Thursday night we held a color belt test in the dojang. I was testing for my black tip along with the two little prodigies Violet* and Karim, and Noah, whom I mentioned in a previous post, who was testing for bo dan. My boyfriend and I arrived there early so I could warm up and cram in a little flying kick practice. I had a talk with Noah about exercising some control during takedowns as my boyfriend glowered protectively in the background. We agreed not to kill each other and practiced our one-steps before the room became too choked with students warming up.
Belt tests make me more nervous than any of the presentations I do for work or any of the hoops I had to leap through in graduate school. Here are some tricks I’ve gathered along the way that help me relax, do my best, and have fun.
About a year ago I realized that all the toxic people had disappeared from my life. Grumpy or conniving coworkers, bullying friends, disinterested love interests. I never had the “break up” talk that’s often suggested to women who are agonizing over cutting ties with someone. I just removed myself from the situation and severed communication. Passive aggressive, but it worked. Once I realized that they were gone I noticed how much lighter and more free I felt.
“JEEEEZZUZ CHRIIIIIIST!” I screamed as I was thrown with the force and speed of a freight train (and yet somehow also in slow motion) to the ground by Jack*, a teenage black belt who is normally self-deprecating and gentle but surprised me with his sudden brutality. Immediately I felt remorse for taking the Lord’s name in vain and being disrespectful to the others so I quickly apologized to my partners and my instructor after I had recovered.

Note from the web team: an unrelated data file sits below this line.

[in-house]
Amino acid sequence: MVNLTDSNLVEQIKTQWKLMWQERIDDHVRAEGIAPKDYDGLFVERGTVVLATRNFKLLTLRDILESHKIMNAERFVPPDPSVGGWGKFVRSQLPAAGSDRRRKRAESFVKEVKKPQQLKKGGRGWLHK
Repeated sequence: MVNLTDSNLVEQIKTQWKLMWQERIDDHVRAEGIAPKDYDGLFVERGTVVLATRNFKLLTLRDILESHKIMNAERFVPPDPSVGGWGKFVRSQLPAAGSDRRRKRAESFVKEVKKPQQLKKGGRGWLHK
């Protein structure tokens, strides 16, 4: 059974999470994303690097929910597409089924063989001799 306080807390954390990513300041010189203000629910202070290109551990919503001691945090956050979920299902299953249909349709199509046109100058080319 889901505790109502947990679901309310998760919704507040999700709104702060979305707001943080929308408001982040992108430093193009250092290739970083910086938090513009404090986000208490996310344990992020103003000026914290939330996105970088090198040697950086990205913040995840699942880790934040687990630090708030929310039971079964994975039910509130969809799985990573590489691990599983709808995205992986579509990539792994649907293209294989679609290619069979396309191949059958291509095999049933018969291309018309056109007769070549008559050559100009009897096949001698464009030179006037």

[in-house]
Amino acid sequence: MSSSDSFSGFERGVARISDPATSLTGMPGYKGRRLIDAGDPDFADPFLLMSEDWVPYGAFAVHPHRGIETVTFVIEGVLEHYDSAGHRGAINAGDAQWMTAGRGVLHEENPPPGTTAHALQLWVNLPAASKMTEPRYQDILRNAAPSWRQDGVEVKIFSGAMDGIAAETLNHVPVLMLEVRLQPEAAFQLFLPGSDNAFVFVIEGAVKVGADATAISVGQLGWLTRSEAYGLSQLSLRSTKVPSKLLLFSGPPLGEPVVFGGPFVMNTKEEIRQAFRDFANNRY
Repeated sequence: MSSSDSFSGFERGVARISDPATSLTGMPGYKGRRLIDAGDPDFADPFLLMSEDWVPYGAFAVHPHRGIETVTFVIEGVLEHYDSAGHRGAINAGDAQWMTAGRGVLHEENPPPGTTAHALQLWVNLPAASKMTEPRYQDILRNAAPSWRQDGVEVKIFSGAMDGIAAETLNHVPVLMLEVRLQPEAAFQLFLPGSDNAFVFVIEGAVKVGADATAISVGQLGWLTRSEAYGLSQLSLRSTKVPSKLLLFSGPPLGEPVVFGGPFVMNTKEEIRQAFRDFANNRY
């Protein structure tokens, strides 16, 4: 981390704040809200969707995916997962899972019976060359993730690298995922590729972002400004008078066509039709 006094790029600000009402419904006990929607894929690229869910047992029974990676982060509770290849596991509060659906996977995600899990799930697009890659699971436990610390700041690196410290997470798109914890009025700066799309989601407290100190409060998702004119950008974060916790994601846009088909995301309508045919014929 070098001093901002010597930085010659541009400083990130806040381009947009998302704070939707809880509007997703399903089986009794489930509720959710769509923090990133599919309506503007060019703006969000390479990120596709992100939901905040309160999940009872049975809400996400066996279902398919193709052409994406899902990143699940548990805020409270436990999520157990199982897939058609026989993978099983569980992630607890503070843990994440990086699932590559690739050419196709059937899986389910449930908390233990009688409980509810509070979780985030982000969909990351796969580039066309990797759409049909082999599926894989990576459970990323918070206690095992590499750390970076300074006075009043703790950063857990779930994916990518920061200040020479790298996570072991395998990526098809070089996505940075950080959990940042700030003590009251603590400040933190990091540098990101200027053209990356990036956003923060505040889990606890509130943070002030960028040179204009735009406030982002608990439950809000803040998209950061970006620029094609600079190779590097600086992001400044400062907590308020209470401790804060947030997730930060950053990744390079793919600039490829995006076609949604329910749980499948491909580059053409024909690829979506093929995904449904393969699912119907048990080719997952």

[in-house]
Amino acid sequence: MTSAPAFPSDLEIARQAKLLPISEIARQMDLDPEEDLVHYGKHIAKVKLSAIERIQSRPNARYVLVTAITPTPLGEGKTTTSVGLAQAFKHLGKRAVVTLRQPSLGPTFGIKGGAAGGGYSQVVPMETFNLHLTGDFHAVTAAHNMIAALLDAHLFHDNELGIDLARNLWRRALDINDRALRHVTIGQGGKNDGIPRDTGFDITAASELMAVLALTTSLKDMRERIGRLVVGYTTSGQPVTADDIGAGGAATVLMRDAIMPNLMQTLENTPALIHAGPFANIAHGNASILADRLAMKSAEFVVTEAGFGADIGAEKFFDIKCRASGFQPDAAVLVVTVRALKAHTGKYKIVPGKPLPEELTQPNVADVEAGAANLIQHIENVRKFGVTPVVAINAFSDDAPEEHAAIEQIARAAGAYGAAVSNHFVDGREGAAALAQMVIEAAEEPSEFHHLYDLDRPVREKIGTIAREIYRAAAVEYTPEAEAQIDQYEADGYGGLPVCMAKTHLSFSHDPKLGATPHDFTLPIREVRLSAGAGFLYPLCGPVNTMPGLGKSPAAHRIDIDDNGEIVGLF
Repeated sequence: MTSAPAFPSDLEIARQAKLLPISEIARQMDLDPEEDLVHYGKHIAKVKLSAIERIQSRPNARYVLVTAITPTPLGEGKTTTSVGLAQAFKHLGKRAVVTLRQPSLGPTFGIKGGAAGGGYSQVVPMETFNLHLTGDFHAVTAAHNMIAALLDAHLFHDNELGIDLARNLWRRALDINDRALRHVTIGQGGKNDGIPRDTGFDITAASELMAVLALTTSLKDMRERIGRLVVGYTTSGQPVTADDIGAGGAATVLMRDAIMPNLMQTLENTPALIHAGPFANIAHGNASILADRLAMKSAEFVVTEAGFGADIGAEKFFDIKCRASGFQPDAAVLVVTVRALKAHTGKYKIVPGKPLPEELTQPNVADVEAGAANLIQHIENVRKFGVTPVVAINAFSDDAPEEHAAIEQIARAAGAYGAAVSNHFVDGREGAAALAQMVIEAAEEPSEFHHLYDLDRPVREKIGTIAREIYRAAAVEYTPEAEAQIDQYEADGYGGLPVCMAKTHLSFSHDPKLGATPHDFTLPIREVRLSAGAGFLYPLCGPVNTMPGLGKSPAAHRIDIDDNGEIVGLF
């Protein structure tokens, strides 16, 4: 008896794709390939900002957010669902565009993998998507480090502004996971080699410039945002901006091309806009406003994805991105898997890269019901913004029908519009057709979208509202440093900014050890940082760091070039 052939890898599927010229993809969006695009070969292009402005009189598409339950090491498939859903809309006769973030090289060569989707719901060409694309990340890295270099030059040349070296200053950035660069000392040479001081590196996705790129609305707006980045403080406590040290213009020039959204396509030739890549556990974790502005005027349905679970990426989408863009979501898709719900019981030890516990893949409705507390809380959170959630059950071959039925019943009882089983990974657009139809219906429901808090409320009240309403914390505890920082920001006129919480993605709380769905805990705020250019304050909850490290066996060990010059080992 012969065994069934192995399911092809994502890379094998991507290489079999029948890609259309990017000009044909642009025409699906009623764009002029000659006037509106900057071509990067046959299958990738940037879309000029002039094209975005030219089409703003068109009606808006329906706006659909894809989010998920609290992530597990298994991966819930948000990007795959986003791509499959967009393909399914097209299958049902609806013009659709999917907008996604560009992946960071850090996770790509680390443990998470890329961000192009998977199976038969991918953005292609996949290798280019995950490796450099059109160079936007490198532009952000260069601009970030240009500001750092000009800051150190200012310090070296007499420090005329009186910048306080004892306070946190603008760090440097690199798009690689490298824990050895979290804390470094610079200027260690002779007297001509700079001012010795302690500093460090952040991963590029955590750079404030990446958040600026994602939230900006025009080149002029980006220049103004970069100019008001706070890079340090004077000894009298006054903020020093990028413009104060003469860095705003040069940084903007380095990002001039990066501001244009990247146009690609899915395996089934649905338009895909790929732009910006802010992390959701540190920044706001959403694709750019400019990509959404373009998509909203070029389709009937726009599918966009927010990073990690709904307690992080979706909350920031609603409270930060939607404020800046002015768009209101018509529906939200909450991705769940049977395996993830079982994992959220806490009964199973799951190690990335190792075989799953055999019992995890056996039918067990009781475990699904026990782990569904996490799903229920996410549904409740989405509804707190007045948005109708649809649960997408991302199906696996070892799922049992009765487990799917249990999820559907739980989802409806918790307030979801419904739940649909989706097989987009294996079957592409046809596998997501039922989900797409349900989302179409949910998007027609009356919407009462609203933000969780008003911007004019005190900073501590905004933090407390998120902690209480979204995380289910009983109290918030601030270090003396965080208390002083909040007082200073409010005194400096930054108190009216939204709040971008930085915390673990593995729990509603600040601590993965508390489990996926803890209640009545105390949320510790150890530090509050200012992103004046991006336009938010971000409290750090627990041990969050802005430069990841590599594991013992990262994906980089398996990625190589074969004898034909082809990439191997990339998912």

The Poomsae Series is intended to glean lessons from the meaning of each form (poomsae). My school studies the palgwe forms so that’s what I will use for each post. Descriptions are taken from the book “Complete Taekwondo Poomsae” by Dr. Kyu Hyung Lee and Dr. Sang H. Kim.
Do a scissor block. Right now. Seriously, do it. Weird, eh? Palgwe Oh Jang is the fifth form and is learned at the blue belt level. It’s a complicated pain in the ass. It is as ambitious as it is disjointed as it tries to cram everything you’ve ever learned and more into the standard H pattern.
(Friday night class) “I did my second graduate degree while I was working full time,” I said with a yawn over my young instructor and the three teen boys who were arguing over who was the most tired by rattling off their AP classs and hours devoted to homework. They dropped that subject and then circled each other asking their ages.
This blog has started to take a self-development/self-help/change-yourself-change-your-life vibe, which was part of the package, but it’s starting to overshadow my taekwondo journey other than my weekly Poomsae Series. It’s starting to lose its story arc and the context behind the life lessons. I’m going to make a better effort to tell stories from the dojang on a more regular basis.
Smoking looks cool. I’m sorry, it does. In my fantasy life, after I’ve gunned down human traffickers without getting any blood on my sleek black trench coat and before I head off to a gig with my Led Zeppelin cover band I lean up against my black Ducati…and light a cigarette. It just wouldn’t have the same effect if I, say, bit into an apple or patted a kitten or posted a double rainbow meme on Facebook.
The Poomsae series is intended to glean lessons from the meaning of each form. My school studies the palgwe forms so that’s what I will use for each post. Descriptions are taken from the book “Complete Taekwondo Poomsae” by Dr. Kyu Hyung Lee and Dr. Sang H. Kim.
Palgwe Sah Jang means thunder, “undeniable power and dignity.” According to the authors the powerful movements should be performed seamlessly “just as thunder follows lightning.” Like a BOSS.
The Poomsae Series is intended to glean lessons from the meaning of each form. My school studies the Palgwe forms so that’s what I will use for each post. Descriptions are taken from the book “Complete Taekwondo Poomsae” by Dr. Kyu Hyung Lee and Dr. Sang H. Kim.
Palgwe Sam Jang. Fire. Now that the martial artist has gotten heaven and the river under his or her belt, it’s time to add some power and speed.